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#297165 - 10/01/20 03:07 AM Re: Knife sharpening [Re: Bingley]
Phaedrus Offline
Carpal Tunnel

Registered: 04/28/10
Posts: 2752
Loc: Big Sky Country
Originally Posted By: Bingley
Some of you must be into knife sharpening, right?

I'm thinking about replacing my tired Spyderco sharpening kit. The Ruixin 008 looks like a really good deal, but I wouldn't really know. What kind of problems would a newbie run into using such a kit? I have some Henckel knives, plus the usual assortment of pocket knives. The only tricky one is a Shun knife, which supposedly has a different angle.

I'd love to hear your thoughts about sharpening kits for someone who just wants to cook and open packages.



Well, the idea is certainly sound. I can't comment on how well it's made, you'll have to go by reviews. But I can say that most of the systems that clamp the blade like that have two limitations. First is that the thickness of the clamp itself dictates how low an angle you can achieve before the stone scrapes the clamp. For hunting knives and German kitchen knives that probably won't be an issue but you never know. The other issue is that to do longer knives you will have to unclamp, move the blade and clamp again. This can be annoying and depending on how the design is executed it may be challenging to index the knife at the precise same angle when you do reclamp. The arm that holds the stone looks to be fairly long so that might not be an issue with knives 8" or less but it's hard to say.

Lastly I'm not familiar with it at all so I don't know if you're stuck with the stones supplied or if you can use other stones. Just a cursory look indicates they're 6" long; if that's the case then Edge Pro stones may work, and at least a couple companies manufacture stones that size (including DMT diamond plates/stones). There's a company that's known for industrial abrasives that offers stones in that size at this exact second I can't remember the name.
_________________________
“I'd rather have questions that cannot be answered than answers that can't be questioned.” —Richard Feynman

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#297253 - 10/12/20 12:47 AM Re: Knife sharpening [Re: Bingley]
KenK Offline
"Be Prepared"
Pooh-Bah

Registered: 06/26/04
Posts: 2127
Loc: NE Wisconsin
This gives me a chance to ask a related question ...

There is a YouTube video maker that I enjoy called "Project Farm" that did a video comparing knife sharpeners.

https://youtu.be/uEDyYJJ6f9M

It included the Spiderco Sharpmaker, which I've used for many years, and it rated well for its sharpening capability, BUT the video goes on to stroke the sharpened knives on hardwood, and then measuring the sharpness, and the Sharpmaker sharpened knife failed pretty miserably.

Why would that one sharpener cause a knife to dull so badly? He used the same model of knife for all testing. New, dull it, sharpen it, test sharpness, hardwood, test sharpness. I couldn't tell if he only used one knife per sharpener (sample size = 1). If so, I tend to wonder if he had a bad blade.

Any feedback on this??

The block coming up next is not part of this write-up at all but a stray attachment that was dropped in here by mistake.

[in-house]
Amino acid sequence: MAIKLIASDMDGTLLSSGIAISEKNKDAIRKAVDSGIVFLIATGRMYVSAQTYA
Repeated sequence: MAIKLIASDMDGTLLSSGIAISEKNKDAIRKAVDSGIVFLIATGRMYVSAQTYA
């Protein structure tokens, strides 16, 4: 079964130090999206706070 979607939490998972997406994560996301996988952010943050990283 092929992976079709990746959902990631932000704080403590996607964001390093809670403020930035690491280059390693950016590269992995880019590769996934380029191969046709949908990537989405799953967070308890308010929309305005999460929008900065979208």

BTW, the Lansky with the angle rods and four different grits was found to be excellent for the price.

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#297254 - 10/12/20 01:09 AM Re: Knife sharpening [Re: Bingley]
Phaedrus Offline
Carpal Tunnel

Registered: 04/28/10
Posts: 2752
Loc: Big Sky Country
I really like Project Farm but while he does a great job overall he uses the same approach on everything even when it doesn't necessarily apply. I've used the Sharpmaker before and used to have one. My guess is that he doesn't fully understand how sharpening works, particularly with regard to the burr. Also there's a human factor in using them, especially the Sharpmaker. The Spyderco sharpener is relatively simple but there's still a learning curve and some technique involved. There are also issues with simple testers like he used.

The Sharpmaker works well IMO but it's slow if you need to reprofile a blade. I didn't have the diamond rods which of course would speed up the process. The tool is best used for touch-ups and you're best not letting it get too dully.
_________________________
“I'd rather have questions that cannot be answered than answers that can't be questioned.” —Richard Feynman

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#297255 - 10/12/20 01:13 AM Re: Knife sharpening [Re: KenK]
Phaedrus Offline
Carpal Tunnel

Registered: 04/28/10
Posts: 2752
Loc: Big Sky Country
Originally Posted By: KenK


Why would that one sharpener cause a knife to dull so badly? He used the same model of knife for all testing. New, dull it, sharpen it, test sharpness, hardwood, test sharpness. I couldn't tell if he only used one knife per sharpener (sample size = 1). If so, I tend to wonder if he had a bad blade.


Probably he created a fairly large burr and didn't remove it. A wire edge will seem pretty sharp but the work-hardened metal will quickly fail. That's why deburring is such an important step but one he ignored. I usually use a leather belt on my grinder because it works quickly and I'm lazy. grin But a leather strop, hard felt, some cork or balsa wood or even the end grain of a block of wood will do the job. You need to try not to create a huge burr; that makes removing it easier.
_________________________
“I'd rather have questions that cannot be answered than answers that can't be questioned.” —Richard Feynman

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